Activity stalls as temporary stamp duty boost fades•
Price balance improves but remains negative
• Activity runs out of momentum
• Outlook becomes increasingly uncertainThe May 2012 RICS Housing Market Survey shows the price trend to still be negative, albeit a little less so than in April, with most activity indicators at best flat or turning a little softer. This reflects, in
part, some payback from the stamp duty exemption boost seen previously but also the broader increase in global risk aversion in the face of the worsening euro crisis.
The (seasonally adjusted) net price balance improved in May from -19 to -16 i.e. 16% more surveyors recorded price falls rather than rises. Whilst the price balance is still negative, the non-seasonally adjusted breakdown that underpins the headline price balance shows that 67% of surveyors reported no change in prices and of those surveyors reporting price falls, 70% of them are doing so within a range of 0 to -2%.
Activity was more or less stable in May. But there has been a clear loss of momentum following the expiry of the stamp exemption for first time buyers (for properties costing less than £250k) at the end of March. Indeed, the deadline has had the effect of bringing forward housing purchases into Q1 at the expense of Q2. Average sales levels (per branch) fell by 2.6% in (the three months to) May to 15.6, while average stocks on surveyors books (per branch) fell by 0.2% to 67.8. This had the mechanical effect of pushing down the sales to stock ratio – an indicator of market tightness – from 23.6% to 23.1% in May, which is considerably less than the long run average of 33%.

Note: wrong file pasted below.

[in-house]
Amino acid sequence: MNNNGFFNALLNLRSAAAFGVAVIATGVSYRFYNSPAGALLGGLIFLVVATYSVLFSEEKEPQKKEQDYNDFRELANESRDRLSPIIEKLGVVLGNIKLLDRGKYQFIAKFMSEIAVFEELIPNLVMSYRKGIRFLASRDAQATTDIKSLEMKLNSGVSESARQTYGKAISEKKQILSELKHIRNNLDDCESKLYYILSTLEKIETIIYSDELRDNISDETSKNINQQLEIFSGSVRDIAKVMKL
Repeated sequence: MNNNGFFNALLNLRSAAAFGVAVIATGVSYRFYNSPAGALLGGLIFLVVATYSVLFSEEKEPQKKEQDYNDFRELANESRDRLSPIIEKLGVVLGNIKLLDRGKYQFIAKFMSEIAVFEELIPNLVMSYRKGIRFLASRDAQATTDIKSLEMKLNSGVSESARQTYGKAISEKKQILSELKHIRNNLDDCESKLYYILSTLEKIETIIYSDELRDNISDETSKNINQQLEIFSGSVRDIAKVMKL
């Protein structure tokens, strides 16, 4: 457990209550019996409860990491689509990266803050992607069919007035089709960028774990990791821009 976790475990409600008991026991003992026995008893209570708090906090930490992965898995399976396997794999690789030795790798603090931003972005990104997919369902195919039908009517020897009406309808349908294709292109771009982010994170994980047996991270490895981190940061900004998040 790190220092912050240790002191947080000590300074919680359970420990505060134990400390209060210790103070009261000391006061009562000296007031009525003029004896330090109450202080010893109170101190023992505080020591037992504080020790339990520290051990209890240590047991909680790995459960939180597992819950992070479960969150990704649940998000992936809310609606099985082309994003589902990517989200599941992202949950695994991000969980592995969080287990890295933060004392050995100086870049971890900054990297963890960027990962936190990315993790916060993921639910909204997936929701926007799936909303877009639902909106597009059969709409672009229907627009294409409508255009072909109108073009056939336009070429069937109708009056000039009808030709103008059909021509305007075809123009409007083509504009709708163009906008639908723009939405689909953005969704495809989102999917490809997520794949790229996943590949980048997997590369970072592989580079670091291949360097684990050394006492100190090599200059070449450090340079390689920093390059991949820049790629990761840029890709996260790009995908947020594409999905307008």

The outlook for prices deteriorated relative to last month while sales expectations, although still positive at both the three and twelve month time horizon, are less so than in April. This most likely reflects the deteriorating economic news flow coming out of Europe at the moment following inconclusive Greek elections on May 6th, but as mentioned above, it probably is also a result of the temporary hit inflicted by the expiry of the stamp duty exemption.
At the regional level, London remains the only region in the survey where the price balance is positive, a trend that has continued moreor less uninterrupted since February 2011. Of those regions recording negative balances, the South East’s was least negative, reinforcing the notion of a North/South price divide across England.
The Scotland and Northern Ireland net balances deteriorated further, indicating a broadening in the number of respondents reporting price falls.